Wednesday, 13 August 2014

A new week

My friend Sally Parker has written some fantastic information for us on Extended Rear Facing (ERF). Sally is a beautiful Mumma to Oli, who is a month older than Raine, she loves baby wearing and is just a gorgeous mum all around.

Current Australian law states:
Children must be in a rearward facing restraint until a minimum of 6 months.
Children aged 6 months - 4 years must be in either a rear facing or forward facing restraint with inbuilt harness.
Children aged 4 – 7 years must be in either a forward facing restraint or an approved booster seat.

Please note that all of the above are the MINIMUM standard and should be seen as such. It is not a milestone to look forward to when moving your child to the next restraint as it could be compromising their safety. Having said that, children should be in a restraint that is suitable to their age and height. For example if a four year old is using a 0-4 year restraint and his ears are over the top of the shell, then he should be using an alternative convertible booster seat.

What is extended rear facing? Well it is basically keeping your child in the rear facing position in their restraint for longer than the expected age (6-12 months). Extended rear facing is not common practice in Australia but awareness of it is growing, particularly through the use of social media. The main reason to extend rear face is safety. It is, after all, why we have child restraints, to provide children with safety and comfort while in a vehicle.
Research has shown that rear facing is up to 500% safer than forward facing for children up to the age of 2 years. When a child is forward facing the harness is holding back a child’s shoulders and body but if there were a collision their head and neck would be thrown forward, putting extreme force on their undeveloped head, neck and spine. When in the rear facing position the child’s whole back absorbs the force while pushing the head and neck into the cushioned restraint, therefore, providing fantastic protection against injury ( You may ask ‘What about their legs?’ I can tell you now I would much prefer my child to have two broken legs than a broken neck.

As with all things, rear facing is only safer if the restraint is used correctly. For example; when rear facing the straps should level or slightly above the shoulders, when forward facing the straps should be level or slightly below the shoulders; if using a seat with Active Head Restraint (AHR) it should not touch the child’s shoulders but sit above; if the restraint is an older weight based version do not exceed the recommended weight limit for rear facing, you also do not want to go over the shoulder height marker (you can go to the top of the label) as seats are not tested beyond those limits; a restraint should not be used if older than 10 years, and finally only use restraints that meet Australian standards.

There are many child restraints currently on the market that offer fantastic shoulder height markers making them ideal for extended rear facing. The two brands that stand out are Britax Safe n Sound and Infa Secure, Britax being an American company and Infa Secure being Australian.
When looking for a child restraint you need to figure out what is going to suit your family. Have you got a small car or is space no issue? Do you need to fit multiple restraints? How much do you wish to spend on a restraint? Do you like the ease of AHR meaning no rethreading of the straps?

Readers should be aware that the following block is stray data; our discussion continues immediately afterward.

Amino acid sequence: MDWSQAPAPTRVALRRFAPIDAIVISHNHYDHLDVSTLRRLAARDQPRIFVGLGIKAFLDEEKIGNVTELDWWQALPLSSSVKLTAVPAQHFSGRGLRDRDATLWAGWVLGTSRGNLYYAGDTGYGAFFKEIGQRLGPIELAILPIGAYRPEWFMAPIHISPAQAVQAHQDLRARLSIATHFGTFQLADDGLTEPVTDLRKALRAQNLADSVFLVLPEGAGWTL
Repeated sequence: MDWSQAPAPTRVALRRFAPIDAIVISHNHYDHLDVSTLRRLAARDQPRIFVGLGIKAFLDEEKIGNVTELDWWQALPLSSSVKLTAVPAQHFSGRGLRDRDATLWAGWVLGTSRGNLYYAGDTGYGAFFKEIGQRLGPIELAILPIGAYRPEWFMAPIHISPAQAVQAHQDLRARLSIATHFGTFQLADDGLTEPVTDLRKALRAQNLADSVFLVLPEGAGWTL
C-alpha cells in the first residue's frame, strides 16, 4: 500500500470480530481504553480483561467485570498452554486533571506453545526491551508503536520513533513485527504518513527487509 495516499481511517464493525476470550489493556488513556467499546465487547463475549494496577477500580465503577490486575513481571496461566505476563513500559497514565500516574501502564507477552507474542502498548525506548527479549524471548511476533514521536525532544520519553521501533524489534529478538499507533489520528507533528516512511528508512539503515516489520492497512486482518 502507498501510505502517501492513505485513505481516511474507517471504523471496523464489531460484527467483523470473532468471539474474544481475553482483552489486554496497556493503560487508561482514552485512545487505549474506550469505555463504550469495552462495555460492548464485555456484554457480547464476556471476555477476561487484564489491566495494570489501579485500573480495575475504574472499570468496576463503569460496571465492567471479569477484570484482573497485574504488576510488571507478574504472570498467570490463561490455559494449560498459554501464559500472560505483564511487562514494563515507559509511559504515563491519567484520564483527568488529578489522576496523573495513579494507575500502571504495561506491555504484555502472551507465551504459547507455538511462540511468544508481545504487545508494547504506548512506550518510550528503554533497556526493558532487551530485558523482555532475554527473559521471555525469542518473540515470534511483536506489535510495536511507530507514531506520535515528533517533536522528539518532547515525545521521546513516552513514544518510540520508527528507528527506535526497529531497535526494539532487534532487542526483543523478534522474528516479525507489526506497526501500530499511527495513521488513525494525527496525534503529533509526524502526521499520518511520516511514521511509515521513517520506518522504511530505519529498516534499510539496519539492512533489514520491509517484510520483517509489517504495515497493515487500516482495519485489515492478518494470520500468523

Both Infa Secure and Safe n Sound offer seats to suit everyone’s need.
Safe n Sound
If budget and space weren’t an issue the Platinum SICT would be my pick. It currently retails for $659. It is quite a bulky seat but it definitely has all the bells and whistles if that’s your thing.

Meridian SICT (RRP $499) is quite a wide seat but would suit a large vehicle or a vehicle containing only one child restraint.

Compaq AHR (RRP $449) is the narrowest of Safe n Sound restraints, which means it would be the perfect choice for a car with multiple restraints. The Compaq also comes in a range of nice colours.

All of the above restraints have a rear facing height of approximately 37cms.

Infa Secure
Infa Secure make a great budget seat that can be found at multiple stores but under different names. It is, however, the same seat. This is Infa Secure’s base model seat meaning it doesn’t have super thick cushioning or funky colours like their other seats, however many people use it for a newborn and feel that it provides adequate comfort and support. We use one for our little boy and have had no problems. You can also buy additional inserts that add a pop of colour for $39.99.
Below are the names and stores it can be found at.
Neon (Big W)
Glider (Baby Bunting)
Ascent (Toys R Us)
RRP is approximately $179 as it can vary slightly from store to store.
If you prefer a little more padding I would recommend the Kompressor Caprice (RRP $329) which comes in a great variety of colours or the Kompressor XT (RRP $249) the only difference being that it is only available in grey.
All of the above Infa Secure restraints have a narrow base so they are perfect for carrying multiple restraints. They all have a rear facing height of approximately 36cms.
If you are an supporter of extended rear facing and would like to see the laws change from 6 months to at least 12 months for forward facing please visit the following website and sign the petition:

I've also included a breastfeeding fact sheet for some of the new mums who may be in need of clarity and hope!

There is not too much about me this week, I shall update you all soon....time to address my real diary for a change. The positives in my life currently are many and I am using them wisely to stay afloat.

Love and peace to all xx

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